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10 Surprising Health Benefits of Xanthan Gum + Side Effects

Written by Joe Cohen, BS | Reviewed by Genius Labs Science Team | Last updated:

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Xanthan gum is a common food additive that you may consume multiple times a day. In fact, xanthan gum is becoming a popular ingredient in gluten-free foods. Its health benefits are also linked to personal care products, such as toothpaste and creams. Read on below to find out more about xanthan gum.

What is Xanthan Gum?

Xanthan gum, also known as polysaccharide B-1459, is a natural carbohydrate commonly made using bacteria (Xanthomonas Campestris) [1, 2].

Campestris produces xanthan gum from common sugar sources. The sugars are broken down (fermented), treated with alcohol, and dried to form xanthan gum [1, 2, 3].

The bacteria, however, is a deadly plant pathogen responsible for diseases like black rot, bacterial leaf blight, and citrus canker disease. Although safe for humans, this bacteria can devastate crops if not stopped [1].

Xanthan gum has been classified as non-toxic. It has even been approved without limitations by the FDA (Food and Drug Administration) to be used as a food additive [2].

Xanthan gum has a variety of food applications [2]:

  • Salad dressing
  • Dry Mixes
  • Syrups
  • Sauces
  • Dairy products
  • Cosmetics
  • Baked goods
  • Frozen foods
  • Fruity drinks

Other than its great health benefits, xanthan gum is used to increase crude oil recovery from oil fields using its advanced binding properties [4, 5].


Xanthan gum is made up of repeating units of simple sugars bonded together by bacterial fermentation [2].

Sugars like glucose, sucrose, and fructose are used to fuel its production [5].

Soybean biodiesel, an environmentally friendly fuel, has shown promising results as a substitute for sugars in the xanthan gum production process [4].

Mechanism of Action

Xanthan gum has binding properties with water, organic, and inorganic materials due to its long chains of sugars [2, 6].

When mixed with a liquid, xanthan gum increases the thickness of that liquid, thus providing many health benefits due to lower reaction speeds [7, 8, 2, 3].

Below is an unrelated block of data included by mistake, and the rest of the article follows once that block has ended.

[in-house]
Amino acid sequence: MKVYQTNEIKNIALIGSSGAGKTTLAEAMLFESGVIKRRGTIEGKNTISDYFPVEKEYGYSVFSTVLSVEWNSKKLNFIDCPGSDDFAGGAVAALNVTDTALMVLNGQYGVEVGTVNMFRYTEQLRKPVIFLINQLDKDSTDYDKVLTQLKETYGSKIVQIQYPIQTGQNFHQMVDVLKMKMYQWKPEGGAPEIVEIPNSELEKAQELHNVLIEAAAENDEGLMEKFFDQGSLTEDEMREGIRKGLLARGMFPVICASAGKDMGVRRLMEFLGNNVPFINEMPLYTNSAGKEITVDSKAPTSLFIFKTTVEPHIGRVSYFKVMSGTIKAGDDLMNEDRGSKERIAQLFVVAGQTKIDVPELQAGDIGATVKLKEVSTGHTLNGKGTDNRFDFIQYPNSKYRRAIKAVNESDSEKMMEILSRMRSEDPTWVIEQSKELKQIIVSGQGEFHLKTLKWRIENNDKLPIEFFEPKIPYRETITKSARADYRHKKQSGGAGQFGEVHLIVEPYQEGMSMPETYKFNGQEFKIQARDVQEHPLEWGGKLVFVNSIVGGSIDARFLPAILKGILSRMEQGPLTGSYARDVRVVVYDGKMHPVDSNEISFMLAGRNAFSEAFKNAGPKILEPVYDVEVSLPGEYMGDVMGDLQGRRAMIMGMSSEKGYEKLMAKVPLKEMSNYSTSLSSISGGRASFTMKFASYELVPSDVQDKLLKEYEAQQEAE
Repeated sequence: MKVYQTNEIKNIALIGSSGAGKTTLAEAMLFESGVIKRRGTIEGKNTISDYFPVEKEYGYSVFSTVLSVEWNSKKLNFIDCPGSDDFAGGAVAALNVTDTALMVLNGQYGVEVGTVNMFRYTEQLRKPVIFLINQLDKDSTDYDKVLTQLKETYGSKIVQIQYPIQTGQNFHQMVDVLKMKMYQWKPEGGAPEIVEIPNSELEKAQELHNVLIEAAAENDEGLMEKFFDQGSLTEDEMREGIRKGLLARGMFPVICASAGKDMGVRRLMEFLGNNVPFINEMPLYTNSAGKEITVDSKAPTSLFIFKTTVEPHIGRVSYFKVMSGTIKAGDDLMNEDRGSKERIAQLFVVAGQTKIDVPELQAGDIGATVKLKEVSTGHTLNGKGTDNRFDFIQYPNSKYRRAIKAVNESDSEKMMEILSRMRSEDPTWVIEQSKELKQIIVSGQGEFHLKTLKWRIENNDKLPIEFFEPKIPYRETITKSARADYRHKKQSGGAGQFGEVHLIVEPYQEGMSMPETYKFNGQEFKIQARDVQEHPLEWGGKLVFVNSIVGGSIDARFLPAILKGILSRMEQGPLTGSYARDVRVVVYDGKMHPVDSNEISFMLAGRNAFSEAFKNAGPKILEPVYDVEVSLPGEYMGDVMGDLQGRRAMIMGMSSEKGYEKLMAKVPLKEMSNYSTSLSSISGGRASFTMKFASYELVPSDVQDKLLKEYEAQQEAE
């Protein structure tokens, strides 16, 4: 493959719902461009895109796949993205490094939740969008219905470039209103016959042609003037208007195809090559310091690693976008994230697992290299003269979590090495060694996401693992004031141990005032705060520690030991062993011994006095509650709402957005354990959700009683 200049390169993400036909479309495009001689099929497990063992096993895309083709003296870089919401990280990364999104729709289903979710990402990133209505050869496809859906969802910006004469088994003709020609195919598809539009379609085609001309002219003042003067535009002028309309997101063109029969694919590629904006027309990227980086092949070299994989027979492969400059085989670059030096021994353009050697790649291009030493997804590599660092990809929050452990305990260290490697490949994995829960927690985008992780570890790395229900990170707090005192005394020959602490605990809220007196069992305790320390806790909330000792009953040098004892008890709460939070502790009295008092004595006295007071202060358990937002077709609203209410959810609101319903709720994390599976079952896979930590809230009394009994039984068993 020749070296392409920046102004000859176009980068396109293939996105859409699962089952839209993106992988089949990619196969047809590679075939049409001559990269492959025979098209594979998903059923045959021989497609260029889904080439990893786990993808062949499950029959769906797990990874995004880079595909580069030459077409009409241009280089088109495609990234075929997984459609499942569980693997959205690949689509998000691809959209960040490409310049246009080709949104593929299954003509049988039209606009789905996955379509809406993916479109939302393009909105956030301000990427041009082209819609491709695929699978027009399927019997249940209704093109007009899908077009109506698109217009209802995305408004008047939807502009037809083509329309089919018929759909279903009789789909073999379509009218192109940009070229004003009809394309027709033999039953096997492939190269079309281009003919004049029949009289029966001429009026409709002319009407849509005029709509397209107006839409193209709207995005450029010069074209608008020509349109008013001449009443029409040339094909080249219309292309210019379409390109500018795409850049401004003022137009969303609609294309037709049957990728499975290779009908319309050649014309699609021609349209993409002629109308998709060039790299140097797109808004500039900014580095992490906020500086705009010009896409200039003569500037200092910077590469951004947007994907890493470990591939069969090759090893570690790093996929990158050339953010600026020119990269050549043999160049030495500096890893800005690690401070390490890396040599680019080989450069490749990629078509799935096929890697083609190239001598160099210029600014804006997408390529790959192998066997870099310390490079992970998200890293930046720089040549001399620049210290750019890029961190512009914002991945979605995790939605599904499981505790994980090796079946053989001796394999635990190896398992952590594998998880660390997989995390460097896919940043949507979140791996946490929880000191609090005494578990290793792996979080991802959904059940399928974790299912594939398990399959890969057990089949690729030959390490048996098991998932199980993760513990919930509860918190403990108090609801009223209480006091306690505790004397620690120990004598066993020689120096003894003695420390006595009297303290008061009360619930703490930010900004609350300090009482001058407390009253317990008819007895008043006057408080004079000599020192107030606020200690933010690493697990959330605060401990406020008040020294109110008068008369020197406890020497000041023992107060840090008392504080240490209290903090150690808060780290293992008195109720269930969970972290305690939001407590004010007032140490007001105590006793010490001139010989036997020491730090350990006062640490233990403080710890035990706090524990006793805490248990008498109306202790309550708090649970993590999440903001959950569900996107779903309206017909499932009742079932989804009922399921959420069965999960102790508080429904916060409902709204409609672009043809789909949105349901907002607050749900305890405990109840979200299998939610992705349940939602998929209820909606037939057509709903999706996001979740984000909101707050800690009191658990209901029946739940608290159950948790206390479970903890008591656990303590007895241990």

Health Benefits of Xanthan Gum

1) Xanthan Gum Treats Diabetes

Diabetes is a chronic condition that impairs the body’s ability to process blood sugar. If blood sugar remains too high, it can cause damage to nerves, eyes, blood vessels, and kidneys [R].

In a 12-week study of 9 diabetic subjects, 12 g of xanthan gum decreased blood sugar levels during a fast and 2 hours after meals. No severe digestive symptoms were reported in this study [9].

In a study (RT) with 14 healthy male subjects and 4 juice mixtures, the xanthan gum mixture caused the biggest reduction in blood sugar [10].

In a similar simulation of the human digestive process, xanthan gum decreased glucose concentrations without negatively affecting digestive fluid thickness [11].

For those whose diet mainly consists of rice, xanthan gum may decrease its unhealthy consequences. Blood sugar spikes roughly 30 minutes after consumption of rice. In a study of 11 healthy subjects, xanthan gum suppressed this blood sugar spike in humans [12].

2) Xanthan Gum May Help Control Hunger

In a study of 9 people, the participants who consumed xanthan-supplemented muffins reported a sense of fullness [9].

However, the European Food Safety Authority reported no relationship between the consumption of xanthan gum and increase satiety [13, 14].